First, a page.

A Xhosa speaker, Mandela was born to the Thembu royal family in Mvezo, Union of South Africa. He studied law at the University of Fort Hare and the University of Witwatersrand before working as a lawyer in Johannesburg. There he became involved in anti-colonial and African nationalist politics, joining the ANC in 1943 and co-founding its Youth League in 1944. After the National Party's white-only government established apartheid, a system of racial segregation that privileged whites, he and the ANC committed themselves to its overthrow. Mandela was appointed president of the ANC's Transvaal branch, rising to prominence for his involvement in the 1952 Defiance Campaign and the 1955 Congress of the People. He was repeatedly arrested for seditious activities and was unsuccessfully prosecuted in the 1956 Treason Trial. Influenced by Marxism, he secretly joined the banned South African Communist Party (SACP). Although initially committed to non-violent protest, in association with the SACP he co-founded the militant Umkhonto we Sizwe in 1961 and led a sabotage campaign against the government. He was arrested and imprisoned in 1962, and subsequently sentenced to life imprisonment for conspiring to overthrow the state following the Rivonia Trial.
Mandela served 27 years in prison, split between Robben Island, Pollsmoor Prison and Victor Verster Prison. Amid growing domestic and international pressure, and with fears of a racial civil war, President F. W. de Klerk released him in 1990. Mandela and de Klerk led efforts to negotiate an end to apartheid, which resulted in the 1994 multiracial general election in which Mandela led the ANC to victory and became president. Leading a broad coalition government which promulgated a new constitution, Mandela emphasised reconciliation between the country's racial groups and created the Truth and Reconciliation Commission to investigate past human rights abuses. Economically, Mandela's administration retained its predecessor's liberal framework despite his own socialist beliefs, also introducing measures to encourage land reform, combat poverty and expand healthcare services. Internationally, he acted as mediator in the Pan Am Flight 103 bombing trial and served as secretary-general of the Non-Aligned Movement from 1998 to 1999. He declined a second presidential term and was succeeded by his deputy, Thabo Mbeki. Mandela became an elder statesman and focused on combating poverty and HIV/AIDS through the charitable Nelson Mandela Foundation.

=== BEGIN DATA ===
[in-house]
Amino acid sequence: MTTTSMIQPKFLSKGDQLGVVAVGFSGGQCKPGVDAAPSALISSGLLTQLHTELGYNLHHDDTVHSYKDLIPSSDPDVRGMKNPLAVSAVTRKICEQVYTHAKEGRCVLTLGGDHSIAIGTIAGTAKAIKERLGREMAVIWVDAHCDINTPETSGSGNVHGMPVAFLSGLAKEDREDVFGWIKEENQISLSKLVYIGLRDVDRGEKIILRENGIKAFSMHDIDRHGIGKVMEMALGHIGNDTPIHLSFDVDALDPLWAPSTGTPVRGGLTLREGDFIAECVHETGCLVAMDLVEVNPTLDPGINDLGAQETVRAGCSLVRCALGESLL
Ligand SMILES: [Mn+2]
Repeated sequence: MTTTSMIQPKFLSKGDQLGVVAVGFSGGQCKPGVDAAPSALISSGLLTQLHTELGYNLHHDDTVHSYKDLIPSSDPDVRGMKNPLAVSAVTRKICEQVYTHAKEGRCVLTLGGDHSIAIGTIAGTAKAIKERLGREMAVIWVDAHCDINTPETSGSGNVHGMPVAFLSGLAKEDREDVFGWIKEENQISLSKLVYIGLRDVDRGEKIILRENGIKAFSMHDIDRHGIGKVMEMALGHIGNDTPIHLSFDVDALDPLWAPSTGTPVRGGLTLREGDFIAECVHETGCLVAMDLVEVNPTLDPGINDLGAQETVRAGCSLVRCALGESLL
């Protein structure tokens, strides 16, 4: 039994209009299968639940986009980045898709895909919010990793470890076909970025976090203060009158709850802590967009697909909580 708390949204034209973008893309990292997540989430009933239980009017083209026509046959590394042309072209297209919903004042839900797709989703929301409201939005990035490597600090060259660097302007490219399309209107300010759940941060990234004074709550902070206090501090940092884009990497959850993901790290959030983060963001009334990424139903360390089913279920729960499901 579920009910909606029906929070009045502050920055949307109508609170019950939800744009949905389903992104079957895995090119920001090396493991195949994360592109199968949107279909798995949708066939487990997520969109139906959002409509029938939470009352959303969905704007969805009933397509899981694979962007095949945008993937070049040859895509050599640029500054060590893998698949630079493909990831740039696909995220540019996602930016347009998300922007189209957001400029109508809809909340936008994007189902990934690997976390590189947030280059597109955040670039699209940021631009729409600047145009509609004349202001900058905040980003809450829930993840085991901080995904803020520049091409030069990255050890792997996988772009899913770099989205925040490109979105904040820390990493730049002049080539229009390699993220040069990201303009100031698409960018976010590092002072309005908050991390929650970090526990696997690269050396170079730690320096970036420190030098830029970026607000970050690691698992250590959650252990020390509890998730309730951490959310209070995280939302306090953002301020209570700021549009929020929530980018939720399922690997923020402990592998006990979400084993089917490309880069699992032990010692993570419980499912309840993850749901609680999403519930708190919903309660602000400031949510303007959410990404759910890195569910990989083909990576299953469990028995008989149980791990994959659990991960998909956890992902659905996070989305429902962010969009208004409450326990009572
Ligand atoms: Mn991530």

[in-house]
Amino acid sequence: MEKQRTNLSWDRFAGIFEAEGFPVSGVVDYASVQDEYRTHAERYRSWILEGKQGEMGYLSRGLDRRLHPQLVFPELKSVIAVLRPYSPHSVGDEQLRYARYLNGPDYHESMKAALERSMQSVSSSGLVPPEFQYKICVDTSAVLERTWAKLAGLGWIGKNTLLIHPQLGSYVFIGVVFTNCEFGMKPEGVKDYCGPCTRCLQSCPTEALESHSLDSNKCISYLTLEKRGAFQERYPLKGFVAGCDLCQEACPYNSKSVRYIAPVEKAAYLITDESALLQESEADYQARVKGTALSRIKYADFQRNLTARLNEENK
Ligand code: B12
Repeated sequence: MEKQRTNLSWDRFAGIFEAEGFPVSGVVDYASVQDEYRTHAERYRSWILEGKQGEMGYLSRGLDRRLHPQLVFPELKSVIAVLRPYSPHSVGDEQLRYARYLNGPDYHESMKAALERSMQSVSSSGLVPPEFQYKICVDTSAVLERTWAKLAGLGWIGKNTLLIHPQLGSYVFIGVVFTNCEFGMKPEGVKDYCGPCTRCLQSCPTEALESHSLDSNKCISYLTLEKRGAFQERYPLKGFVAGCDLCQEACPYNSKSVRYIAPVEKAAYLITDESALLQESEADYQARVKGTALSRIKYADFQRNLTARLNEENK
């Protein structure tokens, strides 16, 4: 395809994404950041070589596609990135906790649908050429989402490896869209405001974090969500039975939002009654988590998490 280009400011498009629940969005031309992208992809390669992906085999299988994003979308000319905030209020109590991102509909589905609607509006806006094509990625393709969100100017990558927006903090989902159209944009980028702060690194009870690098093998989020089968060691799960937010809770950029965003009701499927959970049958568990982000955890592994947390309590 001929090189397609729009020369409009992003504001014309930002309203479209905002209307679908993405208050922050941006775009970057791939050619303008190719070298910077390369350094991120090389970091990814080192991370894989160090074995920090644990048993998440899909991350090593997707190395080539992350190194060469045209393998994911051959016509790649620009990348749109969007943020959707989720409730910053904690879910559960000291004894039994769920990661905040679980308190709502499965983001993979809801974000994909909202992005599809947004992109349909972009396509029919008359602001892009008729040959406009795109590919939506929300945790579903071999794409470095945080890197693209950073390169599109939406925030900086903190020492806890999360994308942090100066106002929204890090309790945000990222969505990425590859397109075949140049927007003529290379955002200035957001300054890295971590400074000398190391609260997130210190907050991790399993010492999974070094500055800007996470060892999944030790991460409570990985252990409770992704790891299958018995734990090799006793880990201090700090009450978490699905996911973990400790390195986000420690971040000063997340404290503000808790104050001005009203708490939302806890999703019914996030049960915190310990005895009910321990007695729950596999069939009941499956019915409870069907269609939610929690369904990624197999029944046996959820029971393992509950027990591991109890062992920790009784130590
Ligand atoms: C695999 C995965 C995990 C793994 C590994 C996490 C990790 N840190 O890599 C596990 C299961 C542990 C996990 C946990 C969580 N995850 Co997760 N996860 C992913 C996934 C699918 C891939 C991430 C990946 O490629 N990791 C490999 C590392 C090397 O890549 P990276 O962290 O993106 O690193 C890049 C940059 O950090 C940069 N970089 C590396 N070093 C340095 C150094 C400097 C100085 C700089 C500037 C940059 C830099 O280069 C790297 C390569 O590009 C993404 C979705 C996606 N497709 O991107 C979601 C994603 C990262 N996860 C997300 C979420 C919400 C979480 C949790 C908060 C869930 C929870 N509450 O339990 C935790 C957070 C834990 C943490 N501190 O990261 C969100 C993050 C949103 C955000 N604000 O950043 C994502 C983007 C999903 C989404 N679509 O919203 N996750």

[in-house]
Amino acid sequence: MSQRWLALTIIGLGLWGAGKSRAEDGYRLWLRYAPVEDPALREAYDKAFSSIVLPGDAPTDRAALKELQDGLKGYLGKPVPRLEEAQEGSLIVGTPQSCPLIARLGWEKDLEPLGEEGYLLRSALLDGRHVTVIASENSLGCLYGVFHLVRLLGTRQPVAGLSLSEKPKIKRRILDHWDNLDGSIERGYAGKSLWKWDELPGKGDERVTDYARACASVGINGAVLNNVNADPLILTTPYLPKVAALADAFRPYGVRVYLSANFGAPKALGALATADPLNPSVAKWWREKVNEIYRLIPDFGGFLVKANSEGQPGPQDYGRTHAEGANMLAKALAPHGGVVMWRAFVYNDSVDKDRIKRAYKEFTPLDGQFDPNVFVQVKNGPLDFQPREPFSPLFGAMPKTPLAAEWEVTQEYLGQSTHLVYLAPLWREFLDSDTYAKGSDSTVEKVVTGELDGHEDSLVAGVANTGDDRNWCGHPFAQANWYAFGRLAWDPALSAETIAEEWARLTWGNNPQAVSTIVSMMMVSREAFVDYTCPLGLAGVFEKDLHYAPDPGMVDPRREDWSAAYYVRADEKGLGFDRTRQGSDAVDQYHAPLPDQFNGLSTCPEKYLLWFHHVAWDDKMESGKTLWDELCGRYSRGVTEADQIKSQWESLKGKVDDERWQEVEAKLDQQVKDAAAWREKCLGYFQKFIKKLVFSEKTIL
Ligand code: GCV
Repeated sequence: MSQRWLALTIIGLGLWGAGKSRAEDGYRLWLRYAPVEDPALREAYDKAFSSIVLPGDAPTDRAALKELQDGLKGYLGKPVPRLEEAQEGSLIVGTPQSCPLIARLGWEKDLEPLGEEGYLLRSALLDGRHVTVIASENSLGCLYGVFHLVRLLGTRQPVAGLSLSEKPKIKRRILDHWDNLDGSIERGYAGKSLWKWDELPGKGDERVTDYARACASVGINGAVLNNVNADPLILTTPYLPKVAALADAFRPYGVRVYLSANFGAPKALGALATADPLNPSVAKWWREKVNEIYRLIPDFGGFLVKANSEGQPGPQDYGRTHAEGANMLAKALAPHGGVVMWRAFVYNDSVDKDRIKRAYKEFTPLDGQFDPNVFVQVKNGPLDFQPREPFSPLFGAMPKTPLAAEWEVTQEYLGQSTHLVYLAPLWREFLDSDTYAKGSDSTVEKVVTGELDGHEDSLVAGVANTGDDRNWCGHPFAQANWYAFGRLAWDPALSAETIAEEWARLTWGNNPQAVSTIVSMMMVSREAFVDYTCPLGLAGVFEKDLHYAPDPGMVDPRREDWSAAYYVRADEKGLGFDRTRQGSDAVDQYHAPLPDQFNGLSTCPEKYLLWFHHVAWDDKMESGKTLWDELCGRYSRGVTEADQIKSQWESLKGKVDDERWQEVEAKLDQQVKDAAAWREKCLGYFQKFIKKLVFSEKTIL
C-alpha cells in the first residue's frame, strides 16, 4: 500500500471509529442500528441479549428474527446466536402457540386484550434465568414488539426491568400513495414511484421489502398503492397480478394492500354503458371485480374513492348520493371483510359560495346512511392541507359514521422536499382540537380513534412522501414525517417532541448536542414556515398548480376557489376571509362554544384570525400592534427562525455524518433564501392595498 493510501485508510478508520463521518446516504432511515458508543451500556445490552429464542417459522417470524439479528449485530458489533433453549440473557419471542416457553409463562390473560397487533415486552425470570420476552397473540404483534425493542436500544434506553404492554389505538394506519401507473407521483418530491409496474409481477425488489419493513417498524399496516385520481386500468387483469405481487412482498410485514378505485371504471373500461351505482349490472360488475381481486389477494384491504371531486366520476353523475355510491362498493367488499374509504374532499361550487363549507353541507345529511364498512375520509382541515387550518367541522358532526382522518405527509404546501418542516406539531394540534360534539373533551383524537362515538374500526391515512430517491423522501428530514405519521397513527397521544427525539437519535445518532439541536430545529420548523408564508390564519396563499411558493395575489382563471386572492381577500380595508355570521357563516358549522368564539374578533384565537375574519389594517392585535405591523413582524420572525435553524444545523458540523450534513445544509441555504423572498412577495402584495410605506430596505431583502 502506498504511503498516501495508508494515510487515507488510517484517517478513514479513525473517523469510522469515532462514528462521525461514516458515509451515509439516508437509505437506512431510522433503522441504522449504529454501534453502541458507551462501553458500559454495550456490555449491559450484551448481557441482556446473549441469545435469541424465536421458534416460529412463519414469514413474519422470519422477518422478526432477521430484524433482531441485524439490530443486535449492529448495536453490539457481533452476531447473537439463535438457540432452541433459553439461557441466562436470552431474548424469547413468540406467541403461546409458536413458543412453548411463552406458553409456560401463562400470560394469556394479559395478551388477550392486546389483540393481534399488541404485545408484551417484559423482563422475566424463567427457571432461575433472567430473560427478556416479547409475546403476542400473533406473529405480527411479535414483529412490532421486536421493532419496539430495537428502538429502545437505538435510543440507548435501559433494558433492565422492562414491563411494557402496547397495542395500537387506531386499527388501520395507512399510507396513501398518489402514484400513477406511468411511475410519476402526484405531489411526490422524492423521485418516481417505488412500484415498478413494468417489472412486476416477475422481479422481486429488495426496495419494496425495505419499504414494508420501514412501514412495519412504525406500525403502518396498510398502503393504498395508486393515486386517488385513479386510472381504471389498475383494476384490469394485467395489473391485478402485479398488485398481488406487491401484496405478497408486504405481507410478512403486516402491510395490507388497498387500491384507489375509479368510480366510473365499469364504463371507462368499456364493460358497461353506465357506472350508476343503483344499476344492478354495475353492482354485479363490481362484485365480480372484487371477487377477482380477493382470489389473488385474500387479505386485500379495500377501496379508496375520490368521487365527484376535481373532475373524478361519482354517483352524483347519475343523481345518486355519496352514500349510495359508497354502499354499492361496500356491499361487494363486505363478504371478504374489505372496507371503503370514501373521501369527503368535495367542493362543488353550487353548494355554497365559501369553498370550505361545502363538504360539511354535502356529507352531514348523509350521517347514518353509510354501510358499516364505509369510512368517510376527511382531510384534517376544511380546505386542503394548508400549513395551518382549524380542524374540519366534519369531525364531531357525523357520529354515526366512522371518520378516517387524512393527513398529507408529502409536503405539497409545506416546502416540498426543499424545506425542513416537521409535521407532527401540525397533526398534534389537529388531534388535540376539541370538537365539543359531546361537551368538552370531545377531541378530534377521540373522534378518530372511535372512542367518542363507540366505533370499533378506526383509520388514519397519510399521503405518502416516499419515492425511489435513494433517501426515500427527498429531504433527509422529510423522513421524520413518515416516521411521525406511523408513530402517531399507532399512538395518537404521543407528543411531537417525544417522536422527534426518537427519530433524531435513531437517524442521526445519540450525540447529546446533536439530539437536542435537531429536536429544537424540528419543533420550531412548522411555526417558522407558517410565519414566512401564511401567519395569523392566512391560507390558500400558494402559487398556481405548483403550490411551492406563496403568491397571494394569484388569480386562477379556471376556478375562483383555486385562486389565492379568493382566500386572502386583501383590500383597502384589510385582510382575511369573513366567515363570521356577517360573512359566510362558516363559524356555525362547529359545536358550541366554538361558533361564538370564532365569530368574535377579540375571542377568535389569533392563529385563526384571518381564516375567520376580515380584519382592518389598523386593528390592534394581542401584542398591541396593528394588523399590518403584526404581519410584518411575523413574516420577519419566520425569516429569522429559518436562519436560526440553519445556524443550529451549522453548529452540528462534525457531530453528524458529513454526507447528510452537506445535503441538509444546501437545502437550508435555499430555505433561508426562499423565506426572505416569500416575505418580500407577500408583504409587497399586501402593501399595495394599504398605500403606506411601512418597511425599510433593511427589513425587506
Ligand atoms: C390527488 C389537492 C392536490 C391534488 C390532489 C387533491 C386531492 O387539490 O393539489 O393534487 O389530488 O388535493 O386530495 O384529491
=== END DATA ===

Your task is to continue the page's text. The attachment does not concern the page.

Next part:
Mandela was a controversial figure for much of his life. Although critics on the right denounced him as a communist terrorist and those on the far-left deemed him too eager to negotiate and reconcile with apartheid's supporters, he gained international acclaim for his activism. Widely regarded as an icon of democracy and social justice, he received more than 250 honours, including the Nobel Peace Prize. He is held in deep respect within South Africa, where he is often referred to by his Thembu clan name, Madiba, and described as the "Father of the Nation".